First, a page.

• Opticom

Expect the unexpected

Updated: Oct 18

Why are consumers still not seeing green when they think of forest products? And more importantly, what can you do to change it?

Begin by listening. What do consumers think when they see your brand, or your customers’ brands if you’re a step further away in the chain? Do they see sustainability? Do they hear a story? Misconceptions and ignorance about the sustainability of the industry still abound. There are excellent exceptions, but in general, the right stories are still not getting told, and when they are, they are not always getting through.


Our research suggests that consumers are hungry for information. They like reassurance that they are making sustainable choices, but don’t always get it. Papermakers rely heavily on their suppliers, the pulp producers, for information when it comes to the provenance of their fibre, for example, but support is not always as readily available as it could be from the start of the chain. And when it is, the information pipeline is often blocked or simply ends well before reaching the consumer.


It's not deliberate. The trouble is defining what is useful. It’s no longer enough to stick a label to a product and hope the consumer will see it as a green light for a clear conscience. The closer to the consumer we travel down the value chain, the clearer the information needed – yet the more gets lost.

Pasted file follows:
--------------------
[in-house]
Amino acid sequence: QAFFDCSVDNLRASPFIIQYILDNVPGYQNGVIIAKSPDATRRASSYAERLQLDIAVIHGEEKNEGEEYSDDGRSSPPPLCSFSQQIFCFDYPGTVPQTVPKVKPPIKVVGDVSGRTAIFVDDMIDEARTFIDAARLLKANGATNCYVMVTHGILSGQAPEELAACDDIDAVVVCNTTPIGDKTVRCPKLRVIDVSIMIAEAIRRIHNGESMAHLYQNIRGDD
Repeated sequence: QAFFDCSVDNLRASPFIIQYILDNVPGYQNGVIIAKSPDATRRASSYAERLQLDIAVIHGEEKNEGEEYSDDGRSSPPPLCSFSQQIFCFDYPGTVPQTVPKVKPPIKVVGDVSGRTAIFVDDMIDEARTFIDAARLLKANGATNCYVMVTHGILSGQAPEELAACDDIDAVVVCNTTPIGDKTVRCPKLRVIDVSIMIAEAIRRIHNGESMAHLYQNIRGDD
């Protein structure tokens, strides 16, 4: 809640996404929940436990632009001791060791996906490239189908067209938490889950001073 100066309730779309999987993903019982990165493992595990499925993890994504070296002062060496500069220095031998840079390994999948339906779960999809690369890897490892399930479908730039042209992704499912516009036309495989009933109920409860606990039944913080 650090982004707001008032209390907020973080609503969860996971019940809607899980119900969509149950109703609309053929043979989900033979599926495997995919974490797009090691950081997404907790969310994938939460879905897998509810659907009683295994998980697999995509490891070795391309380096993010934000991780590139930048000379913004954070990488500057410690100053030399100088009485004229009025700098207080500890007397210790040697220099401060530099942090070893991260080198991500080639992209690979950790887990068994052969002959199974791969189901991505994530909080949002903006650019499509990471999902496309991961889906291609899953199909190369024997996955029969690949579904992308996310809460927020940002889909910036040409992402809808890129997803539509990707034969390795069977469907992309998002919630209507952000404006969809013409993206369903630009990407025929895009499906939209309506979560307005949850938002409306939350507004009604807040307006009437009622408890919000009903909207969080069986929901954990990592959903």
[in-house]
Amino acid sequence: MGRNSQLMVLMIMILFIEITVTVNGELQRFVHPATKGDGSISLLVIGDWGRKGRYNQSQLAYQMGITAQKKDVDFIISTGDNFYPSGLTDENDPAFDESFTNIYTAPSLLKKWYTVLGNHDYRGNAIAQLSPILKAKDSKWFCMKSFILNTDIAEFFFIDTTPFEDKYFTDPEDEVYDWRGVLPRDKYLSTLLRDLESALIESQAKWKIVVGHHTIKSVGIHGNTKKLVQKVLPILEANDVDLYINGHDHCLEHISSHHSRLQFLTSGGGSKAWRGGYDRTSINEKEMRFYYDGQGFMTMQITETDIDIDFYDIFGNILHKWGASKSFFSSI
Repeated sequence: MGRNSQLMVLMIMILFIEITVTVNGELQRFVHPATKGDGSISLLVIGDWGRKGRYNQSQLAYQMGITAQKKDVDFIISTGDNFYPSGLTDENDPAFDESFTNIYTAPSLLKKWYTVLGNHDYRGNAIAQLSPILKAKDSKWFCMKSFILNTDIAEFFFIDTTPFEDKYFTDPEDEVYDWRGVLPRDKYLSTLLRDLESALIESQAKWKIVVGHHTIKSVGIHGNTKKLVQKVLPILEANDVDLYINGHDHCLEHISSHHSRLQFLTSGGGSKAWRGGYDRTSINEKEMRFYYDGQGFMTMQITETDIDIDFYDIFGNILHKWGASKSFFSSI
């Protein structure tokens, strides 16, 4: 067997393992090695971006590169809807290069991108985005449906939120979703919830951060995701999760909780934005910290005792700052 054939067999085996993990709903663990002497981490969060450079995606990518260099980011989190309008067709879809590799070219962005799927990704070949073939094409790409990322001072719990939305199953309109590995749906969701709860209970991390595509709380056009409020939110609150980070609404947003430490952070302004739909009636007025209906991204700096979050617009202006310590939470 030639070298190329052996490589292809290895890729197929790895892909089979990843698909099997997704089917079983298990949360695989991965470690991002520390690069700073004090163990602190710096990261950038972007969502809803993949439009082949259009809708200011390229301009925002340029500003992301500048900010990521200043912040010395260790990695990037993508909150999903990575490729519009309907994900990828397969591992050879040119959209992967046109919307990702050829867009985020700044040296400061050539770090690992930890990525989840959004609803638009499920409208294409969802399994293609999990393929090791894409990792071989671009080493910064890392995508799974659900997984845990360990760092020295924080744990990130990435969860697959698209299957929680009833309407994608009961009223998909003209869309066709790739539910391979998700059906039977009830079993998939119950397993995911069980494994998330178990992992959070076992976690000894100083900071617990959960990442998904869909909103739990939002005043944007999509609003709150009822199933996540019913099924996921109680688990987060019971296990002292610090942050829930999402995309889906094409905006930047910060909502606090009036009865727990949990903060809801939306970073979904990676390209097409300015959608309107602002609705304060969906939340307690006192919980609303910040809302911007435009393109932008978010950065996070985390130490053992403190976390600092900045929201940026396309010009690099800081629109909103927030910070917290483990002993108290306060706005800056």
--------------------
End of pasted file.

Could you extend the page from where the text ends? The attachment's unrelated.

It’s important to create a sustainability story that travels down the value chain in a way that is understandable, relevant and communicable beyond your immediate audience.


Why? Because the consumer wants a simplified, easily accessible and relevant message which resists distortion and enables them to make a sustainable choice they feel good about, possibly in a matter of seconds. Complicated quality parameters are great for the Environmental Director, but not for the salespeople who are trying to convince retailers that one brand is worth buying above another. There are easy points to be scored here for both pulp and papermakers if they work together and listen more.


Beware of sitting back and thinking the consumer understands the inherent advantage of forest products. We were surprised by some of the results of our recent consumer survey. Some 35% said they didn’t think paper packaging was a renewable material, for example, while 29% believed wood to be a fossil-based material.


The current climate of uncertainty and intensifying cost pressures is the ideal context for a well-managed sustainability story that you might even see translated into a price premium. Might the right story mean the consumer picks your product next? Isn’t it worth finding out?


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